More recently in August 2017, the Arakan Rohingya Salvation Army (ARSA), claimed responsibility for attacks on police and army bases in the Rakhine State, which killed over 70 people, and amongst them, 12 Myanmarese security forces personnel. The act revitalized tensions, with the military instigating a ruthless crackdown as retaliation, murdering approximately 10,000 Rohingya people. Hundreds of thousands have fled to neighboring countries, with the majority heading to Bangladesh, and an estimated 200,000 are in jeopardy during monsoon season.

The United Nations, whose job is to promote international peace and security, has been unorganized in their approach, with “no common strategy” to end the conflict. And even when they did strategize, their efforts to collaborate with the Myanmar authorities were “relatively impotent.” In a report conducted by the UN itself, Gert Rosenthal, a previous Guatemalan foreign minister claimed that the crisis could be summed up as “a systemic failure of the United Nations.” The United Nations High Commissioner for Human Rights called the crisis a “textbook definition of ethnic cleansing,” as nearly 300,000 escaped Myanmar over 3 weeks in late 2017.

Unfortunately, the future of the Rohingya, especially the 500,000 left in Myanmar, is bleak, as the Myanmar government has shown no signs of prioritizing this global issue. Further complicating this is the ongoing power struggle between Myanmar’s de facto head of government, Aung San Suu Kyi, and the military. The military holds most of the power, even having put Suu Kyi under house arrest until 2010, which prohibited her from seeing her family or defying their wishes. Bangladesh, the main asylum for the refugees is currently alerting other nations and asking for help in addressing the situation, as it is unsustainable for them to handle on their own.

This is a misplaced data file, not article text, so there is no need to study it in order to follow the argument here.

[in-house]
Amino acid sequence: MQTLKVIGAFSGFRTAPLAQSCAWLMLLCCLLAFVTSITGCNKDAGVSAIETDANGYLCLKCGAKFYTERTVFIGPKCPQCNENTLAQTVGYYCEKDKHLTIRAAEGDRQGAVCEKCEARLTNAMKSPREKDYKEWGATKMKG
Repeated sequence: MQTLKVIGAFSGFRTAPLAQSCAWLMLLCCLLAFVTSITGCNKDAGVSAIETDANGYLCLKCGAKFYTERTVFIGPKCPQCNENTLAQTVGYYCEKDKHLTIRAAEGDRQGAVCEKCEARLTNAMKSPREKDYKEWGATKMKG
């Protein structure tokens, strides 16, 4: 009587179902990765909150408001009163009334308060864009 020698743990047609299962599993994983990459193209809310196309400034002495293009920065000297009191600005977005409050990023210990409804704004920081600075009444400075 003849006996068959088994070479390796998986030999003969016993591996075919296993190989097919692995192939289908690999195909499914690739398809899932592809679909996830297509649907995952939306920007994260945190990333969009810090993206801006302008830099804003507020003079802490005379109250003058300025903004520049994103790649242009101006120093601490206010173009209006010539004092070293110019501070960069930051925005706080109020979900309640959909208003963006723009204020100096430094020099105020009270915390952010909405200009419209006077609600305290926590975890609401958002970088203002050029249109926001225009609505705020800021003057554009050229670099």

As of right now, the United States has implemented sanctions on top generals, senior officers, and their families due to human rights violations. According to the US Secretary of State Mike Pompeo, there has been “credible evidence” that supports the claim that government officials played a role in the conflicts that took place in 2017. These sanctions prohibit these select few from entering the United States, making a negligible impact at best. But, complete sanctions on Myanmar as a whole are a highly debated option. According to a study conducted by the Center for Strategic and International Studies, the most proactive way to influence Myanmar is to strengthen economic ties and work to better diplomacy. As Myanmar’s largest trading partner, China holds the most leverage over the crisis-stricken country, making it the most capable of influencing the military to stop its reign of terror.

Although most of us cannot go to Bangladesh and directly help with the refugees, we can spread awareness. If you would like to donate to groups that advocate for the Rohingya or provide aid, here are a few suggestions of approach: post correct information about the crisis on your social media pages, donate to certified charities, like UNICEF, BRAC, or Action Against Hunger, or have discussions with your friends and family about the situation.